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Snow And Ice Blankets 30 States

US travel crippled by winter whiteout

Feb 03, 2011

Extreme winter weather is creating travel mayhem across 30 states in America, where satellite images from NASA show the frigid blanket covering over 2,000 miles of land from Texas to Maine. The impact is expected to be felt by around 100 million people.

The weather has struck at America's heartland, carrying a paralyzing punch of dangerous ice and snow that has closed airports, schools, colleges, and government offices.

Most major US airlines have already warned customers of possible flight delays and cancellations, and many have announced flexible rebooking policies as the superstorm is developing. Delta Air Lines Inc. said it cancelled more than 625 flights and widespread cancellations are expected from other airlines as well. Chicago airports reported 650 flight cancellations. JetBlue cancelled flights out of New York Wednesday morning and also for later in the day out of Boston.
Ice-covered streets were deserted in Super Bowl host city Dallas, whiteouts shut down Oklahoma City and Tulsa, and more is on the way. Chicago expected two feet of snow, Indianapolis an inch of ice, and the northeast more ice and snow in what is shaping up to be a record winter for the region.

In an extraordinary message, the National Weather Service described it as a “life-threatening storm.” Its statement said: “Do not travel. Stay inside. Strong winds and blinding snow will make travel nearly impossible.”

Snowdrifts as high as six to eight feet were expected in some regions and wind chills are forecast to drop to 30 to 50 below in Colorado, Wyoming, the Dakotas, Kansas, Idaho, and even parts of Texas.

Winds topped 60 mph in Texas. In Chicago, public schools called a snow day for the first time in 12 years with both major airports shut down. Thousands of office workers in the city's famous downtown Loop district left early to avoid transit troubles.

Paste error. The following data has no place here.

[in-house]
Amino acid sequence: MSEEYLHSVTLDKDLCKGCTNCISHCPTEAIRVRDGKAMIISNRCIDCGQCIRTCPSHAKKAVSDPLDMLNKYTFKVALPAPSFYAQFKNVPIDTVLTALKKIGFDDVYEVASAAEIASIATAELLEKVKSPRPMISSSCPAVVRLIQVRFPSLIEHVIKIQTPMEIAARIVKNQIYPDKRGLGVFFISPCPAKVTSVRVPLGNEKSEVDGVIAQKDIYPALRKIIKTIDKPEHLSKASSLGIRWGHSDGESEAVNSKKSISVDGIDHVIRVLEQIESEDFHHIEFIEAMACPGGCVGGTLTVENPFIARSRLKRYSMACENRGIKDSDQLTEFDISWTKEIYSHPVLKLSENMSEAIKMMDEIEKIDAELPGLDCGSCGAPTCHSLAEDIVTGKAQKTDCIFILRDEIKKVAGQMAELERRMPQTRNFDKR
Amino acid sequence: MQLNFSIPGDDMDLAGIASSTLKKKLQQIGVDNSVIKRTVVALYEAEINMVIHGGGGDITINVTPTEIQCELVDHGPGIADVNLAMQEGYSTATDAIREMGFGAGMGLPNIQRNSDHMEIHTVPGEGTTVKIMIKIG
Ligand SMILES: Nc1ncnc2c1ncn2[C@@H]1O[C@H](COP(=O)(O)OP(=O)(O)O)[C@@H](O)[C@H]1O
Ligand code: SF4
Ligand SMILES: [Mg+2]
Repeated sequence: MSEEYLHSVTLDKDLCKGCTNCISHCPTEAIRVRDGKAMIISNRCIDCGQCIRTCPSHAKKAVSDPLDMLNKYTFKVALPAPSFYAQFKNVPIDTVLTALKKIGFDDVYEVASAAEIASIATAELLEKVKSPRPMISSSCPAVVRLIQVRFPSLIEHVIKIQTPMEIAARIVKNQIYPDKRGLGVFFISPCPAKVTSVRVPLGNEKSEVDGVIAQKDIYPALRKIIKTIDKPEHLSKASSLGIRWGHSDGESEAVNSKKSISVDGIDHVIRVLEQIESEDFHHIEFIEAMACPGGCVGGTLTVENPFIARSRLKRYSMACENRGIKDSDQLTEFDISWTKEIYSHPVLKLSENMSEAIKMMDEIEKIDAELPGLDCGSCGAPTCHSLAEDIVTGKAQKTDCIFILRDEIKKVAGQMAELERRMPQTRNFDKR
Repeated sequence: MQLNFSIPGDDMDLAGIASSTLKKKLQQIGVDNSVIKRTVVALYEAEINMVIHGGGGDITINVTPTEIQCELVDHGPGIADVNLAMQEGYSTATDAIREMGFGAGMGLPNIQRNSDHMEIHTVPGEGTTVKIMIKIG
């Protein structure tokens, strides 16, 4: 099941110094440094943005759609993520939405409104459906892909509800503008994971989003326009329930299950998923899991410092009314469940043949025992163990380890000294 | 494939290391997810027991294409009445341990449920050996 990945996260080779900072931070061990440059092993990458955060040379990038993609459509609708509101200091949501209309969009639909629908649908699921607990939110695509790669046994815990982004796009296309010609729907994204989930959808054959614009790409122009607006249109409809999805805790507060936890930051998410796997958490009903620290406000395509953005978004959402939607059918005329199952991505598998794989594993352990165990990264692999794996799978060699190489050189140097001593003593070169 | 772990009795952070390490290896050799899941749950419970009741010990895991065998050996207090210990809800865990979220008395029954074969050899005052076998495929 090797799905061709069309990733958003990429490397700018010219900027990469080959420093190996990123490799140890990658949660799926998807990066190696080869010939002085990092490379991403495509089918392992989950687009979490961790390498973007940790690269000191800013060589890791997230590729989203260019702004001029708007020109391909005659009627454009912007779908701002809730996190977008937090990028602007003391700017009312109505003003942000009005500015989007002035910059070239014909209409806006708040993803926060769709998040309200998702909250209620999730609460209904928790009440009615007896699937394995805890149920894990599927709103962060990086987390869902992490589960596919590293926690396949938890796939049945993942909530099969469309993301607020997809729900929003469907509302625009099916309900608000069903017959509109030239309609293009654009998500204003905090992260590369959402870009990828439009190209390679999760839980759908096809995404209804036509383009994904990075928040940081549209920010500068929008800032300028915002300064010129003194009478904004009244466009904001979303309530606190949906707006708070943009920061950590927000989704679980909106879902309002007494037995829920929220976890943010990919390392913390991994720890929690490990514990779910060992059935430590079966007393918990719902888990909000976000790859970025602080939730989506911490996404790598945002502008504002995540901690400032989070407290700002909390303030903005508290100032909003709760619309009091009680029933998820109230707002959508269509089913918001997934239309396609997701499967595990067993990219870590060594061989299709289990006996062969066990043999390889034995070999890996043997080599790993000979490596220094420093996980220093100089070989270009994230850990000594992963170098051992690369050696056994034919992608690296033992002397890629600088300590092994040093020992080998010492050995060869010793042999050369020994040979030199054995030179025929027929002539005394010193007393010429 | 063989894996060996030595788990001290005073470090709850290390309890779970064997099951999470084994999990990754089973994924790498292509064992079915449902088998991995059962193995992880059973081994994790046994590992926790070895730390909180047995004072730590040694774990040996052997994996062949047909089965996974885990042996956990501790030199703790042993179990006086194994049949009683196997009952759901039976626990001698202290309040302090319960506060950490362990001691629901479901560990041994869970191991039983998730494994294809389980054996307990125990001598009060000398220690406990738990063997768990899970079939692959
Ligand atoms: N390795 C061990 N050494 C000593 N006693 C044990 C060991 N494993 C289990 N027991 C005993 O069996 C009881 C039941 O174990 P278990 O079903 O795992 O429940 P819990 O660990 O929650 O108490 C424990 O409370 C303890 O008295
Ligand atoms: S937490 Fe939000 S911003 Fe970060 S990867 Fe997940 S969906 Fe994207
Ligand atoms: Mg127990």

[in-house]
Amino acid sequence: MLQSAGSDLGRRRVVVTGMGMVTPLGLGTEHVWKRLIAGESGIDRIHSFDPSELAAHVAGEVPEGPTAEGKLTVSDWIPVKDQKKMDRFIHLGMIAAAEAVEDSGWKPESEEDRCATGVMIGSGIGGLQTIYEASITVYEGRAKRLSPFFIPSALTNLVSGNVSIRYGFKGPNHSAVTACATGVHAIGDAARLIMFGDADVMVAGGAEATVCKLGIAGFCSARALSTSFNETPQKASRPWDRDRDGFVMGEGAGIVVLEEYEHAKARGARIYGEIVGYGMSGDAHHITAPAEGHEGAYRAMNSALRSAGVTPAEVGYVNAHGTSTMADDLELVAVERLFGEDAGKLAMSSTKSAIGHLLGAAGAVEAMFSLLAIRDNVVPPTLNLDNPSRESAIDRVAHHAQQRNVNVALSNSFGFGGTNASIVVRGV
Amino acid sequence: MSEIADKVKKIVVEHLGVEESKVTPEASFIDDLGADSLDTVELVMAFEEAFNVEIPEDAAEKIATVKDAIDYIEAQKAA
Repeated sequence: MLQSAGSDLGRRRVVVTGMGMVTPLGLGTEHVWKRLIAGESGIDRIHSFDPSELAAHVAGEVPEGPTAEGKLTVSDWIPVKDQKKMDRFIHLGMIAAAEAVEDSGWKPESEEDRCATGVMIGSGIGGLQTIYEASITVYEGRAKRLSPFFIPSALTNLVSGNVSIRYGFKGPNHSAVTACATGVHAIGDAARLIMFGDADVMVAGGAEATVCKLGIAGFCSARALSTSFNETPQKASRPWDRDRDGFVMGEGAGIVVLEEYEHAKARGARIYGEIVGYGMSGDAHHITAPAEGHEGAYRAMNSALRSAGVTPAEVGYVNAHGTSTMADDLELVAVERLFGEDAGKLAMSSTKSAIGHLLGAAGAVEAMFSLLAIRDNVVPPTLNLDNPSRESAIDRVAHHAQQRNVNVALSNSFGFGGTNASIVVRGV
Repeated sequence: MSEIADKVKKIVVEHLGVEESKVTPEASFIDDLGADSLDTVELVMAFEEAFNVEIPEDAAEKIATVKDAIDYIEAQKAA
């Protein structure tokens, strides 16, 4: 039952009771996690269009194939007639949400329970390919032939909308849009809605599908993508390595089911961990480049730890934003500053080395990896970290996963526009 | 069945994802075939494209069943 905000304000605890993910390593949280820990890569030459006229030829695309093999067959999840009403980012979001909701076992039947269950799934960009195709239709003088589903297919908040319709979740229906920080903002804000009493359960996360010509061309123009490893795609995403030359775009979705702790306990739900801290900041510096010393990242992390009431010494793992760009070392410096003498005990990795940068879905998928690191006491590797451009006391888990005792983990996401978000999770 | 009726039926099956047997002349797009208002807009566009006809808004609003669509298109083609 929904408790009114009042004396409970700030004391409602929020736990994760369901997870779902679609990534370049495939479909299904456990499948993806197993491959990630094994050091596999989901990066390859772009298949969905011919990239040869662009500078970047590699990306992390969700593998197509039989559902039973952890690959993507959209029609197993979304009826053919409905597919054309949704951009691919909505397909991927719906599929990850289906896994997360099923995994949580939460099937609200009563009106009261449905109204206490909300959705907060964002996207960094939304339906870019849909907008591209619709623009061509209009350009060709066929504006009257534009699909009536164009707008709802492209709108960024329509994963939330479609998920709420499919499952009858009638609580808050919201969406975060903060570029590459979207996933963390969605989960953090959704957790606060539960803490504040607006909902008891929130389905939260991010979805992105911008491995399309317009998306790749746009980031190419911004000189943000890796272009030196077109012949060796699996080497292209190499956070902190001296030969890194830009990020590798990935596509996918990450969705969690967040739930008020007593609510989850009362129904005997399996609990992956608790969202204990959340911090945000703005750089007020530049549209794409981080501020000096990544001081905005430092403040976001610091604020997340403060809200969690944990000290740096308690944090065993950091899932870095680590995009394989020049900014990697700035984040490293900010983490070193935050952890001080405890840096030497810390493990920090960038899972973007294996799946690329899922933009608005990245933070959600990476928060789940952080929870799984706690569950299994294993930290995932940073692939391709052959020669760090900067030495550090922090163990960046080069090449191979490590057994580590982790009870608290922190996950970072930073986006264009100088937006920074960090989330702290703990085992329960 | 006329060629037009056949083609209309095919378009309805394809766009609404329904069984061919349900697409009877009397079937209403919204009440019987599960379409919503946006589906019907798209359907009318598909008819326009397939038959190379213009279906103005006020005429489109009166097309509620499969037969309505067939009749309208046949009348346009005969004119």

The storm also led Chicago officials to close the city's busy and iconic Lake Shore Drive while crews tried to plough snow. City officials said the move was temporary but that they could have to close it again if high winds push 25-foot waves from nearby Lake Michigan onto the roadway. There were also huge traffic jams stretching for miles with emergency services struggling to get to traffic accidents.

In Missouri, more than a foot of snow had fallen by midday yesterday, with no end in sight. For the first time in history, the state of Missouri shut down Interstate 70 between St Louis and Kansas City due to a winter storm.

Meanwhile, in Ohio, ice downed power lines leaving 14,000 homes with electricity. “What really gives us nightmares is the prospect of widespread power outages,” said Jeff Rainford, chief of staff for St. Louis Mayor Francis Slay.

Massive amounts of ice predicted south of St. Louis followed by strong winds, could cause a repeat of 2006, when ice knocked out power in parts of Missouri for weeks. St. Louis-based utility company AmerenUE had nearly 500 of its own linemen ready to go and was bringing in another 800 from as far away as Michigan.

Hardware stores were selling out of snow shovels, backup generators and ice-melting salt. Grocery stores were doing all they could to keep supplied with the staples. “Milk, bread, toilet paper, and beer,” said Todd Vasel of the St. Louis-based grocery chain Dierbergs, who said pre-storm crowds were more than double the norm.

In state capitols across the Midwest and East, lawmakers cut short their working week because of the storm. Normally bustling downtown streets were quiet, and many stores were closed.

Meteorologist Jeff Johnson of the National Weather Service in Des Moines, Iowa, said the storm was sure to “cripple transportation for a couple of days.”
There are storm watches, warnings, and advisories in more than 30 states and blizzard warnings for eight: Illinois, Iowa, Indiana, Kansas, Michigan, Missouri, Oklahoma, and Wisconsin. States of emergency were declared in Wisconsin, Illinois, Oklahoma, and Missouri where 600 National Guards have been mobilized.

The leading edge of the storm slammed first into Texas and Oklahoma after moving out of the Rockies. Both of Oklahoma's major airports were closed, and the state called the National Guard to help rescue workers search for stranded motorists.

In Texas, thousands of people lost electricity during the frigid conditions. Utility company Oncor reported nearly 27,000 customers without power state-wide, with nearly half of the outages in the Dallas-Fort Worth area.

The storm is expected to roll into the north east, bringing more snow to a winter-weary region. Towns that have been hit by several blizzards since December feared they wouldn't have anywhere to put more snow. Ice-coated roads were nearly empty in Dallas, where the few motorists who braved the unfamiliar terrain slowed to a crawl as they passed jack-knifed lorries on slick highways.

The National Football League managed to stick to its Super Bowl schedule, holding media activities at Cowboys Stadium in suburban Arlington as planned, ahead of Sunday's showpiece game.

US travel crippled by winter whiteout
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